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JQA, Chronicles of an American Diplomat: Dispatch 3

John Quincy took a break from the necessary round of visits and dinners to write John Adams about his research into his father’s diplomatic dispatches during the Revolutionary War, particularly those of his time in France. John Quincy had been present as well but his impressions were those of a child; he could now consider them as an adult

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JQA, Chronicles of an American Diplomat: Dispatch 2

John Quincy’s introduction to Washington’s diplomacy came when the president invited him to a reception for a delegation of Chickasaw Indians. This was John Quincy’s first experience with the uneasy relations between the federal government and the various tribes along America’s frontier.

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JQA, Chronicles of an American Diplomat: Dispatch 1

John Quincy Adams was America’s most accomplished diplomat and effective Secretary of State. We know much of him and his times from his voluminous writings, which collectively constitute an American Classic. We offer here a day-to-day chronicle of the opening of his public career from 1794-1801, which will be posted sequentially in segments. This represents the first segment, or "dispatch."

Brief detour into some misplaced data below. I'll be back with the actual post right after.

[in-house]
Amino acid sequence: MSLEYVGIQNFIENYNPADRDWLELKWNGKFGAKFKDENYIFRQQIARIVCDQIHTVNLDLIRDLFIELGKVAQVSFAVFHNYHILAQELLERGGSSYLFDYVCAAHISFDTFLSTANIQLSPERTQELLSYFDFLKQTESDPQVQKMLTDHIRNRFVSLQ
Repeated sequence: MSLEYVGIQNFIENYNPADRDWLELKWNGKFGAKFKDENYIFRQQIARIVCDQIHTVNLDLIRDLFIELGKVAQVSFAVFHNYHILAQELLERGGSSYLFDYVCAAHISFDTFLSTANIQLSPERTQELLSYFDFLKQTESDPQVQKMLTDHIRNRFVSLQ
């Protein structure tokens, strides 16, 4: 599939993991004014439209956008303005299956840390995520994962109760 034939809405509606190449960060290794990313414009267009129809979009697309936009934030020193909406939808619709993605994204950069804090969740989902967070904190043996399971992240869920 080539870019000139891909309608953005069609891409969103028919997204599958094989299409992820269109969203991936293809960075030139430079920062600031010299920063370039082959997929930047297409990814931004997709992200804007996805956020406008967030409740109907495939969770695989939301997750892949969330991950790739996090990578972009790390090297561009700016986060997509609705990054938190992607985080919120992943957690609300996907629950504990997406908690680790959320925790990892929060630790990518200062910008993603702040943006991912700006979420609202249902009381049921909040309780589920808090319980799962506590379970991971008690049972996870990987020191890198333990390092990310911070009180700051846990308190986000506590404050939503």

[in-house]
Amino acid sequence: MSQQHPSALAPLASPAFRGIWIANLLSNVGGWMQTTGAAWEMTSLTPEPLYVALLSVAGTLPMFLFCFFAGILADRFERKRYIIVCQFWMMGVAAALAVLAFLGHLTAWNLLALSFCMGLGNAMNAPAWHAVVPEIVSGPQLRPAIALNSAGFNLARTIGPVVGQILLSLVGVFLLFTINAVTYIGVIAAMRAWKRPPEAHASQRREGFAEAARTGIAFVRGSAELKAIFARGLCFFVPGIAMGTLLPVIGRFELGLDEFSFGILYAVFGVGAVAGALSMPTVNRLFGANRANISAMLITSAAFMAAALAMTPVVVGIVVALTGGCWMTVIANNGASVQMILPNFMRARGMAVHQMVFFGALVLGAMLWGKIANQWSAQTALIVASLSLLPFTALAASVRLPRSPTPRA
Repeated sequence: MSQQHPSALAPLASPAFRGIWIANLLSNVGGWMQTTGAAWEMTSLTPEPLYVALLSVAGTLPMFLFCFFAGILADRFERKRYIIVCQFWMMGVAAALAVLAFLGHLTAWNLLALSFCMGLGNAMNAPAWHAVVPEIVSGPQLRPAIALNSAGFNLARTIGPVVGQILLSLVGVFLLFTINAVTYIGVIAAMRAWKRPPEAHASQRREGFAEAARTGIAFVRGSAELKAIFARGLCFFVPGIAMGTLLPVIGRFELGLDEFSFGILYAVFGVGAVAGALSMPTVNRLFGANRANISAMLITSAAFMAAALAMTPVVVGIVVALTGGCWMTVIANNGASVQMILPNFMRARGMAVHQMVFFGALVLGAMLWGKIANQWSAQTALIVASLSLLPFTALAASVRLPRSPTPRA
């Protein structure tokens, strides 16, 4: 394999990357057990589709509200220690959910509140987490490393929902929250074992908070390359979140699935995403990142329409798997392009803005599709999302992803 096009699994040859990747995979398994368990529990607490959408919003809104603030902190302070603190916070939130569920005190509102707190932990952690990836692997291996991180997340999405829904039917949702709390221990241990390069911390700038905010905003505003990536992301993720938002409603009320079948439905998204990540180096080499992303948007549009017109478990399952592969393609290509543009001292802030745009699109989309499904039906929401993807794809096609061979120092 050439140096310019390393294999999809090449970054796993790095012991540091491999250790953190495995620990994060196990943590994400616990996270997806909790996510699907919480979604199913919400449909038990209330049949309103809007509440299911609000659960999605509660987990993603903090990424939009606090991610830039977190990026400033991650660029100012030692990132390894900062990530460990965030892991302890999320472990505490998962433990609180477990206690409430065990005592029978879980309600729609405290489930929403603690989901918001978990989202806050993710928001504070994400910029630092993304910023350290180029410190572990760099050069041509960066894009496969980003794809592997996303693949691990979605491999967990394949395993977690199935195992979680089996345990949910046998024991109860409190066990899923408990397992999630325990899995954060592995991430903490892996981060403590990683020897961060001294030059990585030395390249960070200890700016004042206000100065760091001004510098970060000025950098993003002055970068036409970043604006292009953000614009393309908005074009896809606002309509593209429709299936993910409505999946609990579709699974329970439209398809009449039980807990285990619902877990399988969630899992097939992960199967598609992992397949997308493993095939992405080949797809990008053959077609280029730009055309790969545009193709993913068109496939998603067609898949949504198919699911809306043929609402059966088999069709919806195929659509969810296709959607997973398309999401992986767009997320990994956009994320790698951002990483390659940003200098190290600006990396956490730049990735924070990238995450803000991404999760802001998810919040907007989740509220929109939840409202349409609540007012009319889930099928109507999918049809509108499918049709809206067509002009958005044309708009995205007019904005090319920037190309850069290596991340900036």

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Chronicles of an American Diplomat: John Quincy Adams

John Quincy Adams was born into politics and war. As a small child in Boston, John Quincy lived in a town under British occupation. From the heights near the family farm in Braintree, he and his mother Abigail witnessed the distant fire and smoke of the Battle of Bunker Hill in 1775. John Adams, while serving in the Continental Congress in Philadelphia, sent home to the family detailed reports of the move towards independence; and of the military resistance and diplomatic steps needed to sustain the revolution. He encouraged John Quincy and his other children to contemplate these profound events and to prepare themselves, as future statesmen, to meet the challenges to the new country.

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